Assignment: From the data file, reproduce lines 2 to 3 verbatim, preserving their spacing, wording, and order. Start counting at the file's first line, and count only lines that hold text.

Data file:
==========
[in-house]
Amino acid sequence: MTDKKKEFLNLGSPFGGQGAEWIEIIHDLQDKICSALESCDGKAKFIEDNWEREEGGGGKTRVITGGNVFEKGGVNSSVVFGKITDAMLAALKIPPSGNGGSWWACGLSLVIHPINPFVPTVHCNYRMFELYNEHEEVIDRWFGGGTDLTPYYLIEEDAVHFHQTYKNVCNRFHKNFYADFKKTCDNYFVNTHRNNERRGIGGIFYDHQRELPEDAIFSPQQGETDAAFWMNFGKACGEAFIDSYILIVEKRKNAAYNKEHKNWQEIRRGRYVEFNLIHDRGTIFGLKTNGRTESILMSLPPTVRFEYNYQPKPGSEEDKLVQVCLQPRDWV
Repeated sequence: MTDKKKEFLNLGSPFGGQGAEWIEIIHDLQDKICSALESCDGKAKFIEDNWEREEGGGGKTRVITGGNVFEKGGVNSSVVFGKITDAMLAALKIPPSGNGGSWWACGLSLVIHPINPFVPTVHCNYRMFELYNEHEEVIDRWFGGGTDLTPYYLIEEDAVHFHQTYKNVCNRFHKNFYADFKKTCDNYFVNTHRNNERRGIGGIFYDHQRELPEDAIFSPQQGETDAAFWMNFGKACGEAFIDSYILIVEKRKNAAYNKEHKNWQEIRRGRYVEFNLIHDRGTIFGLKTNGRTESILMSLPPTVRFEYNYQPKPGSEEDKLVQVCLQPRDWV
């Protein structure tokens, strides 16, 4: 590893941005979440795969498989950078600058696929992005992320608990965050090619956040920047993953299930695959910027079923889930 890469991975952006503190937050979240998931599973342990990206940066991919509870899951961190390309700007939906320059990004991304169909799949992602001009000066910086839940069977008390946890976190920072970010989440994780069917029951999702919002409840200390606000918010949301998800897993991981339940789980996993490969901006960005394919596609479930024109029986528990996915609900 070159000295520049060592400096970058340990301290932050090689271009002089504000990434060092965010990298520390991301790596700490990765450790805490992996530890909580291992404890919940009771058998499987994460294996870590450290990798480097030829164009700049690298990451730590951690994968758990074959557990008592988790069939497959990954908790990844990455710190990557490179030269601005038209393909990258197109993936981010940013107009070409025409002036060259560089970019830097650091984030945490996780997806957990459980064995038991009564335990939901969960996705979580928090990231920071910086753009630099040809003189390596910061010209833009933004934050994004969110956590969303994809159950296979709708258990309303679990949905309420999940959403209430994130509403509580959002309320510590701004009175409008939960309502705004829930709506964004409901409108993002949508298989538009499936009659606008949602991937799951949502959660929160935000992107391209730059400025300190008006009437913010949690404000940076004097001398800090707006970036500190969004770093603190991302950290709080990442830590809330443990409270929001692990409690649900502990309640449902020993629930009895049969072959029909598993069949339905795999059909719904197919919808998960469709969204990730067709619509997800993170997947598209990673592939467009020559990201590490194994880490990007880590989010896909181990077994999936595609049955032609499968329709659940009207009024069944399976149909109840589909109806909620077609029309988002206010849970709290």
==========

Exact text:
Amino acid sequence: MTDKKKEFLNLGSPFGGQGAEWIEIIHDLQDKICSALESCDGKAKFIEDNWEREEGGGGKTRVITGGNVFEKGGVNSSVVFGKITDAMLAALKIPPSGNGGSWWACGLSLVIHPINPFVPTVHCNYRMFELYNEHEEVIDRWFGGGTDLTPYYLIEEDAVHFHQTYKNVCNRFHKNFYADFKKTCDNYFVNTHRNNERRGIGGIFYDHQRELPEDAIFSPQQGETDAAFWMNFGKACGEAFIDSYILIVEKRKNAAYNKEHKNWQEIRRGRYVEFNLIHDRGTIFGLKTNGRTESILMSLPPTVRFEYNYQPKPGSEEDKLVQVCLQPRDWV
Repeated sequence: MTDKKKEFLNLGSPFGGQGAEWIEIIHDLQDKICSALESCDGKAKFIEDNWEREEGGGGKTRVITGGNVFEKGGVNSSVVFGKITDAMLAALKIPPSGNGGSWWACGLSLVIHPINPFVPTVHCNYRMFELYNEHEEVIDRWFGGGTDLTPYYLIEEDAVHFHQTYKNVCNRFHKNFYADFKKTCDNYFVNTHRNNERRGIGGIFYDHQRELPEDAIFSPQQGETDAAFWMNFGKACGEAFIDSYILIVEKRKNAAYNKEHKNWQEIRRGRYVEFNLIHDRGTIFGLKTNGRTESILMSLPPTVRFEYNYQPKPGSEEDKLVQVCLQPRDWV